Discipline of Team Members: St. John Valley Advocacy Coordinator; Family Violence Program Coordinator; Deputy District Attorney; Domestic Violence Detective; Director of Hope and Justice Project; Criminal Justice Advocate; Main State Police Trooper; Deputy Chief, Presque Isle Police Department; Patrol Officer, Presque Isle Police Department

Funded by: Office on Violence Against Women Rural Grant Program

PDF icon Full report

As a result of conducting the Praxis Domestic Violence Best Practice Assessment, communities have developed and implemented a range of enhancements to their response to domestic violence, including:

training on new follow-up questions for 911 operators to ask related to risk, strangulation, and whether children are present
improving consistency in risk assessment in patrol response
creating and implementing a domestic violence-specific incident report for patrol
establishing an advocacy-initiated response
developing a state-certified training for patrol officers on responding to domestic violence
creating new domestic violence investigator positions 

Praxis has supported many communities in utilizing the Best Practice Assessment to advance their response to battering. We are available to assist you. We can work with you to explore how the Praxis Domestic Violence Best Practice Assessment could work in your community and/or to strategize and tailor the process to your local jurisdiction and circumstances. Please email us for more information and support:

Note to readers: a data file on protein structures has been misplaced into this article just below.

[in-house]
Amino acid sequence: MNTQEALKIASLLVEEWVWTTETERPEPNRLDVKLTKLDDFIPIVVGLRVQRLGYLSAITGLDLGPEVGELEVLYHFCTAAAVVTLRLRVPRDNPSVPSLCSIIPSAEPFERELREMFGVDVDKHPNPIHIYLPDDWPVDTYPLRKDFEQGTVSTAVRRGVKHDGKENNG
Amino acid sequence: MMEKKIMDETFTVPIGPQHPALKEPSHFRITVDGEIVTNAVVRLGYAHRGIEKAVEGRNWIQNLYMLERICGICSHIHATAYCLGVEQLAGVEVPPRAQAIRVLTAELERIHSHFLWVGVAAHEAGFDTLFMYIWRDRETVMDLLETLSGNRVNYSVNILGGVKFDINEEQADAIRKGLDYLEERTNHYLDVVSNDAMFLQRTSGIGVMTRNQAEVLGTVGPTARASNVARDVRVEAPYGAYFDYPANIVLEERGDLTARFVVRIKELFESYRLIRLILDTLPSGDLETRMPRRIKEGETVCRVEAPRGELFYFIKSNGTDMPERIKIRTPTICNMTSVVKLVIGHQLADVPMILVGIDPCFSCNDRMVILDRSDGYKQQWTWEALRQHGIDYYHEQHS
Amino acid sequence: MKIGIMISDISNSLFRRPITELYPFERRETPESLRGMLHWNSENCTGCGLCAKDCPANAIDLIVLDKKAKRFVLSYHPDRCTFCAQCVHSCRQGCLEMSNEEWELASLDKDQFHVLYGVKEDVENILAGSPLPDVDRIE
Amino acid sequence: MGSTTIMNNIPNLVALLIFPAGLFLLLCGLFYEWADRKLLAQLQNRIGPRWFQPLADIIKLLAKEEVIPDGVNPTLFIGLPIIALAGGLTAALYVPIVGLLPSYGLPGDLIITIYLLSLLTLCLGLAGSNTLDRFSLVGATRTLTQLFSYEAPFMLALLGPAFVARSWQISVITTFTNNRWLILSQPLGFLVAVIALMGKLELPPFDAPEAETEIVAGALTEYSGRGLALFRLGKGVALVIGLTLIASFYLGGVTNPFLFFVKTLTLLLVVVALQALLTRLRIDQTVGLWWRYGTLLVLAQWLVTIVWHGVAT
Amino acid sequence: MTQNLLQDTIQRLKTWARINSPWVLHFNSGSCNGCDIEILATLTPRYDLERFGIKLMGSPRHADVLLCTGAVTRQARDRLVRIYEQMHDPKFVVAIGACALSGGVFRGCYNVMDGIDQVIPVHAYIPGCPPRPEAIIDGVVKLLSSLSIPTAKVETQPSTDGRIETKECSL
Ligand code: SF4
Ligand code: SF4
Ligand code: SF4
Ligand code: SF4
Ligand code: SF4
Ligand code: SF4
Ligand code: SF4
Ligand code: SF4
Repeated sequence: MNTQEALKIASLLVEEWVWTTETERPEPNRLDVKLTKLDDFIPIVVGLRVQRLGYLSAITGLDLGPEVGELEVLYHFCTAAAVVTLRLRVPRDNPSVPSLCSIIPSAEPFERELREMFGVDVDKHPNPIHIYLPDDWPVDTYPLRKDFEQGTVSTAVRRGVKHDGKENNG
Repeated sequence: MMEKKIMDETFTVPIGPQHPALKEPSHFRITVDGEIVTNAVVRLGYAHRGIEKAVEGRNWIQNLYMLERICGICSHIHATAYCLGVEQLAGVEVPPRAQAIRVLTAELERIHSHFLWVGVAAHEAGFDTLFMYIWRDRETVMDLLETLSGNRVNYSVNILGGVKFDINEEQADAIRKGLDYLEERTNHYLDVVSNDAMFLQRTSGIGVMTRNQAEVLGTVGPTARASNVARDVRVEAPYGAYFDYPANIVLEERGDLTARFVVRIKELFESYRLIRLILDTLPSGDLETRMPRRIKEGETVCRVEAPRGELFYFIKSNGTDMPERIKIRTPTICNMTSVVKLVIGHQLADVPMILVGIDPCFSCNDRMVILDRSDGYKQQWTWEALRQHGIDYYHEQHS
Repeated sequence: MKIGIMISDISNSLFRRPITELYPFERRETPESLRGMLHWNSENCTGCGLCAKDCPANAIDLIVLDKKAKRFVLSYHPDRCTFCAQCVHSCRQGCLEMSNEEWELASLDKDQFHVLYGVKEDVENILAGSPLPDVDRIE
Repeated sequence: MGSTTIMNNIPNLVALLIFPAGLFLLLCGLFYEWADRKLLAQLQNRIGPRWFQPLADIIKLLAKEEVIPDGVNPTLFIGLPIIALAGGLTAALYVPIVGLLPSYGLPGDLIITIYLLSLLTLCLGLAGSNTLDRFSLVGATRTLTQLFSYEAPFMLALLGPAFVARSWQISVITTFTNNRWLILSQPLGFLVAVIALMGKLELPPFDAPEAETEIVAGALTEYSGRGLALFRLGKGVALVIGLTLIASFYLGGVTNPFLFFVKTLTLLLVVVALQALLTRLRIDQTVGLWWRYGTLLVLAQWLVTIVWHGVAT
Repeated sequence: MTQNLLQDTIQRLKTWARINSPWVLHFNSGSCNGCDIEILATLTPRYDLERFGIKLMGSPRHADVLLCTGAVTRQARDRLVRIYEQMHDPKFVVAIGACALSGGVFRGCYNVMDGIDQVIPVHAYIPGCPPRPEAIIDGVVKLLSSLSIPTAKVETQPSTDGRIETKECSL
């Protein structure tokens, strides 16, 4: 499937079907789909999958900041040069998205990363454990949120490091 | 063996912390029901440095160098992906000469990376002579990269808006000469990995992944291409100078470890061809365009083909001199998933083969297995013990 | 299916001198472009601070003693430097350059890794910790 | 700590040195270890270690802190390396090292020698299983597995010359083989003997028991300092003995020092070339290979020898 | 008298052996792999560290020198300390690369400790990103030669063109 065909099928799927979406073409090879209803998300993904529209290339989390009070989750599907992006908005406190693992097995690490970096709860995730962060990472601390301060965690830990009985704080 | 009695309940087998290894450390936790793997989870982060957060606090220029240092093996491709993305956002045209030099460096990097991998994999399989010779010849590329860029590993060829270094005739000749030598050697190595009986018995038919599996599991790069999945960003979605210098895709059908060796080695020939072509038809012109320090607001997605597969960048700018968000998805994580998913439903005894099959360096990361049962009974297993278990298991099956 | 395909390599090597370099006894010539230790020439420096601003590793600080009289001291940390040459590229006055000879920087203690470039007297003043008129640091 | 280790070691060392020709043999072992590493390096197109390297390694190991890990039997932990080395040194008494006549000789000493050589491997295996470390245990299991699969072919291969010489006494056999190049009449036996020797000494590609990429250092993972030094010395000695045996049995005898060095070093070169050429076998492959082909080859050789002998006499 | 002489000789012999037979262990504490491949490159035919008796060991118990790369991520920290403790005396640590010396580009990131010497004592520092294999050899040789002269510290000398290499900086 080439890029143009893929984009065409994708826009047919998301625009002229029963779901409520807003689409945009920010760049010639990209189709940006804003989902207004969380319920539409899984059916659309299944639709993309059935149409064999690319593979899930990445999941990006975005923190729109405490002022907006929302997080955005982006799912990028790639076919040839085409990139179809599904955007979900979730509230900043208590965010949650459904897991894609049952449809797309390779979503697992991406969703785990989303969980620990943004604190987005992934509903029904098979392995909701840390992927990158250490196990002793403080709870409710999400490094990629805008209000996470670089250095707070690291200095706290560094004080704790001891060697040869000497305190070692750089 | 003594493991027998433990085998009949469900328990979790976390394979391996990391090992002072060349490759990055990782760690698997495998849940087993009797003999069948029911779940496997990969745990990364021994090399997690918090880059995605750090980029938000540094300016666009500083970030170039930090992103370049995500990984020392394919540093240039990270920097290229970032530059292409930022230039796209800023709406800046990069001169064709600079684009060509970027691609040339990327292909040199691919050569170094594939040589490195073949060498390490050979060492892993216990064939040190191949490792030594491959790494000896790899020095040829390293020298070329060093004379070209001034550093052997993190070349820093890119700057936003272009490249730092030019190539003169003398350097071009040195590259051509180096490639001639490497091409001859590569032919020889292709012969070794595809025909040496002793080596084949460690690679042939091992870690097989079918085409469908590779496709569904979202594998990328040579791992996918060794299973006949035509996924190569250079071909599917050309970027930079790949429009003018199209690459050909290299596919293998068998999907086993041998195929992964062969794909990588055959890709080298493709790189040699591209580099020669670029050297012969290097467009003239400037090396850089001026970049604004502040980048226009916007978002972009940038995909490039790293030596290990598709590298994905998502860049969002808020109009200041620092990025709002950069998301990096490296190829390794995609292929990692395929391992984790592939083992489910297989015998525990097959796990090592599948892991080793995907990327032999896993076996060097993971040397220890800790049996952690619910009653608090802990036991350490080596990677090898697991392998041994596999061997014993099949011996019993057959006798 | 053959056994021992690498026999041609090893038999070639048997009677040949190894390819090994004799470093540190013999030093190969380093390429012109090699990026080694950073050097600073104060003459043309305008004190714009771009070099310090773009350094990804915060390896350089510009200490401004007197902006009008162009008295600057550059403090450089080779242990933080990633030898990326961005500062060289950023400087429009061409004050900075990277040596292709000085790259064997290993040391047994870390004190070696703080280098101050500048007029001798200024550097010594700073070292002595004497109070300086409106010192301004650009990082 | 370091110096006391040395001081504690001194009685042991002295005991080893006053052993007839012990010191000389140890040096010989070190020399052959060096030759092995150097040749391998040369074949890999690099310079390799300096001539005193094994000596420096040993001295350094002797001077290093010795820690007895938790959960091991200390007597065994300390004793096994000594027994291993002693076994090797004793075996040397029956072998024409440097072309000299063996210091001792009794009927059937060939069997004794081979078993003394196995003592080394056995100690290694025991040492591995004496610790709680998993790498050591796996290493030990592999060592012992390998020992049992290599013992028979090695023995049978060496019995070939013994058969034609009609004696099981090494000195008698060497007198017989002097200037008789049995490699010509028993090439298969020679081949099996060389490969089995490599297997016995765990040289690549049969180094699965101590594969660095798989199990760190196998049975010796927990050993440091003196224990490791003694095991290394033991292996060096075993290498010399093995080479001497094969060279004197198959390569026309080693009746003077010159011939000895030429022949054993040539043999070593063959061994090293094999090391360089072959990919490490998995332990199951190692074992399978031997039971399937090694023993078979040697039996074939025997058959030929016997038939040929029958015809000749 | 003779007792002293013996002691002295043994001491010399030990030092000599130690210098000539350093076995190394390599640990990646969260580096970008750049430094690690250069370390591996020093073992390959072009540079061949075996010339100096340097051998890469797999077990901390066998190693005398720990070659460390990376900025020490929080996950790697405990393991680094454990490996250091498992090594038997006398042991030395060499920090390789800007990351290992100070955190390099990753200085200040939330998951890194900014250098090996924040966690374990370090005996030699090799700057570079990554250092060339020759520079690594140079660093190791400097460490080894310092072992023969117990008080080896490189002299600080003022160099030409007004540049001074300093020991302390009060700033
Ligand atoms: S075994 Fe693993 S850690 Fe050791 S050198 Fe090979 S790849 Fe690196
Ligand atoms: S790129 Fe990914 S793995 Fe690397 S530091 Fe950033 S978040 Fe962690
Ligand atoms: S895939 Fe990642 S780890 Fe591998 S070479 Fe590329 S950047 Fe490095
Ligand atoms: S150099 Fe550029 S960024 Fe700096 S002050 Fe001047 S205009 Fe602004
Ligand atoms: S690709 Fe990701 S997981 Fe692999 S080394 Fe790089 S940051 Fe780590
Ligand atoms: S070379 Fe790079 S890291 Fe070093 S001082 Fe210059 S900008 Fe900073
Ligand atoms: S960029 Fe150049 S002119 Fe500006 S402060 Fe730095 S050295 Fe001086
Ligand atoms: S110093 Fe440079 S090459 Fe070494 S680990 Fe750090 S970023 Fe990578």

Resources to Learn More
To learn more, read any of the reports linked above and/or go to our webpage focused on the Domestic Violence Best Practice Assessment Guides. Specific resources are highlighted below:

 Upcoming Rural and Related Training Events 

OVW’s National Technical Assistance Provider Training Events Calendar
Use this website to peruse the training and support available to you as an OVW grantee.

 Upcoming Training

 Uniquely Rural Resources, Approaches, and Information

Learn about ways rural communities are working to end violence against women and are employing strategies to address related issues:

OVW Tribal Consultation 2017 Annual Report
Rural Approaches

New Rural Research and Resources

This project is supported by Grant No. 2015-TA-AX-K057 awarded by the Office on Violence Against Women, U.S. Department of Justice. The opinions, findings, conclusions and recommendations expressed in this document are those of the author(s) and do not necessarily reflect the views of the U.S. Department of Justice.

[November 2018]